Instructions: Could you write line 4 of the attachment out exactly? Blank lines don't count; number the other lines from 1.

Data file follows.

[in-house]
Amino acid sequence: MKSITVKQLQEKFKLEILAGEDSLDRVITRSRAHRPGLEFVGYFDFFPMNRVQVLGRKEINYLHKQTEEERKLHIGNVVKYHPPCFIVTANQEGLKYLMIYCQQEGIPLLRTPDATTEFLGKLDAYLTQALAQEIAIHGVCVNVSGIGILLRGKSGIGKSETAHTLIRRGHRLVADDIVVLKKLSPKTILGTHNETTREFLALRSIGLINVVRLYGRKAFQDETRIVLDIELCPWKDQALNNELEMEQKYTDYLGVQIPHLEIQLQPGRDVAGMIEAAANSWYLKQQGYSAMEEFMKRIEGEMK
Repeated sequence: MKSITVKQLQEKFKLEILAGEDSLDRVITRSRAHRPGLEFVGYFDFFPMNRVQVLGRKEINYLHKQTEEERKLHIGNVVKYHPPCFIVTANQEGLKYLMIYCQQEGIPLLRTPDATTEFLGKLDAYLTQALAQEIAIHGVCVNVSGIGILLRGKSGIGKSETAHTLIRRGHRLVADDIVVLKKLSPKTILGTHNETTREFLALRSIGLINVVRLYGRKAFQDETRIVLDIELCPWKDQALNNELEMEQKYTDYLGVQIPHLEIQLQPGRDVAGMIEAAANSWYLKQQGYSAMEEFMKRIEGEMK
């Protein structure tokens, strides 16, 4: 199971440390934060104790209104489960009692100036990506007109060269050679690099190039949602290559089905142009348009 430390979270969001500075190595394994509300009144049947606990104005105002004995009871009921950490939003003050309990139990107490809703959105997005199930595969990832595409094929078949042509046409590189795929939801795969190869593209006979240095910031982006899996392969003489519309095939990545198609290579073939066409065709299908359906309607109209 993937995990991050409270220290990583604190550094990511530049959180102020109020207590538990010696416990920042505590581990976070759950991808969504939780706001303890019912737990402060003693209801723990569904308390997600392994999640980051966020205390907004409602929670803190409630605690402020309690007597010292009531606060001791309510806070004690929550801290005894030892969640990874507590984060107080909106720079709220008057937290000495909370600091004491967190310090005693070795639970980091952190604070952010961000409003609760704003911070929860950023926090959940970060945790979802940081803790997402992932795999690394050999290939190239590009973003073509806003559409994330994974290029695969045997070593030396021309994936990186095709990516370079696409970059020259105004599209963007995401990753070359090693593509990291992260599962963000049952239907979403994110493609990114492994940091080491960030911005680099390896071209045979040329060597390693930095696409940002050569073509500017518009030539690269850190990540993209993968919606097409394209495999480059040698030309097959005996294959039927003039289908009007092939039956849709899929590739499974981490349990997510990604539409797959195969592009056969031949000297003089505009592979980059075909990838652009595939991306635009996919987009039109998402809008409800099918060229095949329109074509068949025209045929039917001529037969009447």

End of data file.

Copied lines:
């Protein structure tokens, strides 16, 4: 199971440390934060104790209104489960009692100036990506007109060269050679690099190039949602290559089905142009348009 430390979270969001500075190595394994509300009144049947606990104005105002004995009871009921950490939003003050309990139990107490809703959105997005199930595969990832595409094929078949042509046409590189795929939801795969190869593209006979240095910031982006899996392969003489519309095939990545198609290579073939066409065709299908359906309607109209 993937995990991050409270220290990583604190550094990511530049959180102020109020207590538990010696416990920042505590581990976070759950991808969504939780706001303890019912737990402060003693209801723990569904308390997600392994999640980051966020205390907004409602929670803190409630605690402020309690007597010292009531606060001791309510806070004690929550801290005894030892969640990874507590984060107080909106720079709220008057937290000495909370600091004491967190310090005693070795639970980091952190604070952010961000409003609760704003911070929860950023926090959940970060945790979802940081803790997402992932795999690394050999290939190239590009973003073509806003559409994330994974290029695969045997070593030396021309994936990186095709990516370079696409970059020259105004599209963007995401990753070359090693593509990291992260599962963000049952239907979403994110493609990114492994940091080491960030911005680099390896071209045979040329060597390693930095696409940002050569073509500017518009030539690269850190990540993209993968919606097409394209495999480059040698030309097959005996294959039927003039289908009007092939039956849709899929590739499974981490349990997510990604539409797959195969592009056969031949000297003089505009592979980059075909990838652009595939991306635009996919987009039109998402809008409800099918060229095949329109074509068949025209045929039917001529037969009447």